Technology and Wealth Redistribution (Part 1 – Labour Exploitation)

Discuss why ‘accelerating changes in technology’ might be expected to result in ‘worsening unemployment and re-distributional consequences’.

This was one question from last year’s “A” level Economics Case Studies exam, and it blew my mind a little just how challenging these questions can get these days.

I will be a bit cocky here (also partly because I am not the student victim hah!), but hazard a suspicion that I would not find this too challenging for myself.

But for students? *shakes head*

Unless you are one of The Precocious Beings, you would have a hard time as there is quite a dose of background know-how that would go a long way in confidently answering the question.

Ordinarily, I wouldn’t bother writing a post on “how to answer this exam question”. If you were looking for someone who writes such stuff, you could find others by the dime and dozen.

So why this article then? Long story short, this is an intriguing question that appears to depict “modern problems”. But in truth, this is an age-old question with plenty of historical baggage, with a life of its own beyond “just testing students”.

And that in itself, is reason enough to put my bum on the chair and start typing away for you guys.

But first, the “standard” answer.

It is a sign of great effectiveness in the Singapore government’s attempts to internalise the national narrative in us, that pretty much all students are aware of how technological advances can up-end the labour market.

Let’s start with the obvious tale that all of us can claim to know:

  1. The employer invests in new technology which is better and faster than the worker.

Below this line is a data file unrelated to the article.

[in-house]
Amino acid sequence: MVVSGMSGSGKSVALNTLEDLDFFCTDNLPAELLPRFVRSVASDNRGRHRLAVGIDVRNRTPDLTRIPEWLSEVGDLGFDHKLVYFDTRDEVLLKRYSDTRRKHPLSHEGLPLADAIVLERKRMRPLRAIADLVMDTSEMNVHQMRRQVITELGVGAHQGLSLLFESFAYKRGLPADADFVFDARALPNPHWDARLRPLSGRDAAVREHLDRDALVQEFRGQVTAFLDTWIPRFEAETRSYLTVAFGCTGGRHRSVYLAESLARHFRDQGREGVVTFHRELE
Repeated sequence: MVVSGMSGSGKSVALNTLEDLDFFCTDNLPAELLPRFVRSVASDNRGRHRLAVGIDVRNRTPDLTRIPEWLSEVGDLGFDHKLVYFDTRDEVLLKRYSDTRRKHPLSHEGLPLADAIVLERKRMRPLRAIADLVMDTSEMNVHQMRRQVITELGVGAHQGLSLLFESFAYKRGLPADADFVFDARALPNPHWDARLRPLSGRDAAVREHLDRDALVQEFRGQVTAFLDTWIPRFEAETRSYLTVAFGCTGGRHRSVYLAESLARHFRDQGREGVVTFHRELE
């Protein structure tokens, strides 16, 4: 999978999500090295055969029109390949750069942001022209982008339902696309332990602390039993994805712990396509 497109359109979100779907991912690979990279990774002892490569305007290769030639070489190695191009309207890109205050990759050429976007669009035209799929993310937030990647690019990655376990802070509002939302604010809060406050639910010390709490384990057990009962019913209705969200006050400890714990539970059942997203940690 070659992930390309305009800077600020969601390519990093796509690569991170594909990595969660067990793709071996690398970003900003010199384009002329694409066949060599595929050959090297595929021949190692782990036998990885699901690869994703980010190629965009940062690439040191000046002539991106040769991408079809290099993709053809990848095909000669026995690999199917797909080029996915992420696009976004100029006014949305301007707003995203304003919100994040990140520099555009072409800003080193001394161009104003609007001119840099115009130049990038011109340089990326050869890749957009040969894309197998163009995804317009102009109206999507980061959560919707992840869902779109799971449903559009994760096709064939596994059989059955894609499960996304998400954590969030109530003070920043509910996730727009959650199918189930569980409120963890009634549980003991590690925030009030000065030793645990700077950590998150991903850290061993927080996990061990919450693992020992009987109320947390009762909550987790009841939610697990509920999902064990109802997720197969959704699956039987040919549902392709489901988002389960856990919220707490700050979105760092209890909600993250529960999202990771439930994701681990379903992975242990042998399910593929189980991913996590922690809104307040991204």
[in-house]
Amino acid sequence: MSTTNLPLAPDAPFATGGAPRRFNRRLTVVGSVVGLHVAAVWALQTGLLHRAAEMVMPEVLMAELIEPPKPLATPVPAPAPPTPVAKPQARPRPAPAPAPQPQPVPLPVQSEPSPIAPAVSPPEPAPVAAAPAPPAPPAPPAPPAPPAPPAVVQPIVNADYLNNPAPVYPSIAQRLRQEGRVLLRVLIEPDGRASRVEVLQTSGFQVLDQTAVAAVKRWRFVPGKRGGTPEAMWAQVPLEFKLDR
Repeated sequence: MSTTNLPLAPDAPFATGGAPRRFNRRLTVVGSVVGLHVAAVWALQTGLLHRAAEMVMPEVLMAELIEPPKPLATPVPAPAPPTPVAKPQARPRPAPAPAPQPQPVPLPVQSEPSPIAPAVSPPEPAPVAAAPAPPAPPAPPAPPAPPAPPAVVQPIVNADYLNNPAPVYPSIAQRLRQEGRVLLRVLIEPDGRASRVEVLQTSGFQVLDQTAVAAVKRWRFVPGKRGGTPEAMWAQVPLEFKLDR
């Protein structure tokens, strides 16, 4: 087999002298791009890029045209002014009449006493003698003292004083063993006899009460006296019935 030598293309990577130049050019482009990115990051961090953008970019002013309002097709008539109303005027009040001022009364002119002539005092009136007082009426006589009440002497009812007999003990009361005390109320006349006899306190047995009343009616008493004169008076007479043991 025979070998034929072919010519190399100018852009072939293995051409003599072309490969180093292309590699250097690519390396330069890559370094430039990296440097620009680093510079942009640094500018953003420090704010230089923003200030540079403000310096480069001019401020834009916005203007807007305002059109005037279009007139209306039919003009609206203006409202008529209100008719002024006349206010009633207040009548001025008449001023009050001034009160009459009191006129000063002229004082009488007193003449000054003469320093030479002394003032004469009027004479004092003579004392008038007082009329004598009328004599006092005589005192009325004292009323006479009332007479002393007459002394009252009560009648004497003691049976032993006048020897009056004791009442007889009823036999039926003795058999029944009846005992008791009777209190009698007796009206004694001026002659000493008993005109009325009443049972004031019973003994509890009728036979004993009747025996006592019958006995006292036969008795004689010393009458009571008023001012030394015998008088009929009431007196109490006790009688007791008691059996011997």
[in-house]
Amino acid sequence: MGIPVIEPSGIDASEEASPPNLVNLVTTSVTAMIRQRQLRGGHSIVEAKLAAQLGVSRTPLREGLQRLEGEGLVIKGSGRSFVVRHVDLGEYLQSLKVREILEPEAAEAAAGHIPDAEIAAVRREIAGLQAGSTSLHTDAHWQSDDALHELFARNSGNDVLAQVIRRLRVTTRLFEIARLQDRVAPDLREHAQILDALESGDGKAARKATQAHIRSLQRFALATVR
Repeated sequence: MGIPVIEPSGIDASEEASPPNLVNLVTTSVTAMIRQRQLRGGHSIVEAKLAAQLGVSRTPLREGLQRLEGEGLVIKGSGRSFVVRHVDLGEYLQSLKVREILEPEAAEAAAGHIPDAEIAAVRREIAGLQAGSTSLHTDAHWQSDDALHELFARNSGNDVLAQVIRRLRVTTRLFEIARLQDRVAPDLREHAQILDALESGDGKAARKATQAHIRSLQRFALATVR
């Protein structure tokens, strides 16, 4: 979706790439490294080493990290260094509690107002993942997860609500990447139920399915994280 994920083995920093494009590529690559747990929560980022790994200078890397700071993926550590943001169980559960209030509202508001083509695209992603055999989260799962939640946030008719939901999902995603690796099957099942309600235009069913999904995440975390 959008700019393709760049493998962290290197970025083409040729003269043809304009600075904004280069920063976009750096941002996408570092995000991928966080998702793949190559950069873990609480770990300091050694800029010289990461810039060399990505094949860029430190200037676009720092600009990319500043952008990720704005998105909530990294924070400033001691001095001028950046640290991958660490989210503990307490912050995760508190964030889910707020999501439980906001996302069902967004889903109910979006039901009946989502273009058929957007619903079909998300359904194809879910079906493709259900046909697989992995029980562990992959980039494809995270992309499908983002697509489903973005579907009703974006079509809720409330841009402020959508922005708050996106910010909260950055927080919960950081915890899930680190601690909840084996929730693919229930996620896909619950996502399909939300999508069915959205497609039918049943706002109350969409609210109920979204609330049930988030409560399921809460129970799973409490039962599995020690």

2. The worker is made redundant and gets laid off.
  3. The employer gets rich – and the worker suffers.
  4. The End.

To put in more formal terms, advancing technology, or the increasing accessibility to it, has allowed the reduction of labour to become a viable or even superior strategy for the firm.

The most straightforward way to illustrate this in the exam is to translate the profit-maximising firm decision via reductions to the cost of production with the adoption of manual labour-replacing technologies.

Labour Exploitation 101

But this fairly simple story has a jarring “unjust” slant to it. And for good reason.

The workers have been reduced to mere tools to the profit-maximising employers – employed only when the God of Profit endorsed.

In our little tale, employers are those who own capital and just require workers to mate with them (ahem – don’t think dirty) and produce goods and services for them to sell and line their pockets further.

Capital is defined here as assets that can enhance one’s power to perform economically useful work. You can read more about its characteristics in Economics in wiki.

Oh and one more comment – I just need to give both sets of men (and women) nice names too: Bourgeoisie for the “atas” ones, and Proletariat for the workers.

And that, boys and girls, was an incredibly diluted low-down of what Marxian Economics is about.

Redistributing wealth, Proletariat to Bourgeoisie

Karl Marx, for whom that branch of Economics is named after, was a German social scientist who dabbled in the various social sciences. In his day, inter-disciplinary intellectual pursuits were rather fashionable.

I admit that I probably did this brilliant man no favours with my highly simplistic explanations. So please take my word that he was a very smart chap who was ahead of his time, and understand the contexts within which he lived in by watching this awesome video.